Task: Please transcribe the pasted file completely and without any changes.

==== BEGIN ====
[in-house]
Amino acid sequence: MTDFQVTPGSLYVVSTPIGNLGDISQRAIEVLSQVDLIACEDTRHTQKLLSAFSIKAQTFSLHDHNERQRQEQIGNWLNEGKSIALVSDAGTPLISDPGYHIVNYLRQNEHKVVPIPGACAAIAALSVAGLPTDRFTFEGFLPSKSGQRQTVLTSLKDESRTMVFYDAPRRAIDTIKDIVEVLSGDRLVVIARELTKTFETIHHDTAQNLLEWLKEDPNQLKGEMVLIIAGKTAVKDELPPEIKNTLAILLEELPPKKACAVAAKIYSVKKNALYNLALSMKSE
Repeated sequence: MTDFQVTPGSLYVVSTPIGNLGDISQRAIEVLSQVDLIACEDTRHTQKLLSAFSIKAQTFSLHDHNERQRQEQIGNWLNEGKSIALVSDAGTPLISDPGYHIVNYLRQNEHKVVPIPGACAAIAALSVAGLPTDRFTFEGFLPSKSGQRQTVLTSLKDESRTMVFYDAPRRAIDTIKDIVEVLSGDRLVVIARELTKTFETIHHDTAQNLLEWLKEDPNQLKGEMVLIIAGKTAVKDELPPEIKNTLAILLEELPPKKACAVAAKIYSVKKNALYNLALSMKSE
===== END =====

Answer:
[in-house]
Amino acid sequence: MTDFQVTPGSLYVVSTPIGNLGDISQRAIEVLSQVDLIACEDTRHTQKLLSAFSIKAQTFSLHDHNERQRQEQIGNWLNEGKSIALVSDAGTPLISDPGYHIVNYLRQNEHKVVPIPGACAAIAALSVAGLPTDRFTFEGFLPSKSGQRQTVLTSLKDESRTMVFYDAPRRAIDTIKDIVEVLSGDRLVVIARELTKTFETIHHDTAQNLLEWLKEDPNQLKGEMVLIIAGKTAVKDELPPEIKNTLAILLEELPPKKACAVAAKIYSVKKNALYNLALSMKSE
Repeated sequence: MTDFQVTPGSLYVVSTPIGNLGDISQRAIEVLSQVDLIACEDTRHTQKLLSAFSIKAQTFSLHDHNERQRQEQIGNWLNEGKSIALVSDAGTPLISDPGYHIVNYLRQNEHKVVPIPGACAAIAALSVAGLPTDRFTFEGFLPSKSGQRQTVLTSLKDESRTMVFYDAPRRAIDTIKDIVEVLSGDRLVVIARELTKTFETIHHDTAQNLLEWLKEDPNQLKGEMVLIIAGKTAVKDELPPEIKNTLAILLEELPPKKACAVAAKIYSVKKNALYNLALSMKSE